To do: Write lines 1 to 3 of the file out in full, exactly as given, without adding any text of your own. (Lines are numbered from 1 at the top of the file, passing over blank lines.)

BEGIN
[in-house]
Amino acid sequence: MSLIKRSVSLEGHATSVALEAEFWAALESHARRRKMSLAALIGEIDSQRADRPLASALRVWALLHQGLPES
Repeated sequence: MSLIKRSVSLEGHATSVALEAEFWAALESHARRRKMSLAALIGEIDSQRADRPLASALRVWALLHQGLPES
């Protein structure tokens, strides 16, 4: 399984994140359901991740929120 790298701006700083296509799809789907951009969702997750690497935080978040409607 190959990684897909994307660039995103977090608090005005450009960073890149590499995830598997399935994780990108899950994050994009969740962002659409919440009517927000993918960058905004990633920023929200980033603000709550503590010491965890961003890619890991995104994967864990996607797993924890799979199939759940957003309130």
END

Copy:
[in-house]
Amino acid sequence: MSLIKRSVSLEGHATSVALEAEFWAALESHARRRKMSLAALIGEIDSQRADRPLASALRVWALLHQGLPES
Repeated sequence: MSLIKRSVSLEGHATSVALEAEFWAALESHARRRKMSLAALIGEIDSQRADRPLASALRVWALLHQGLPES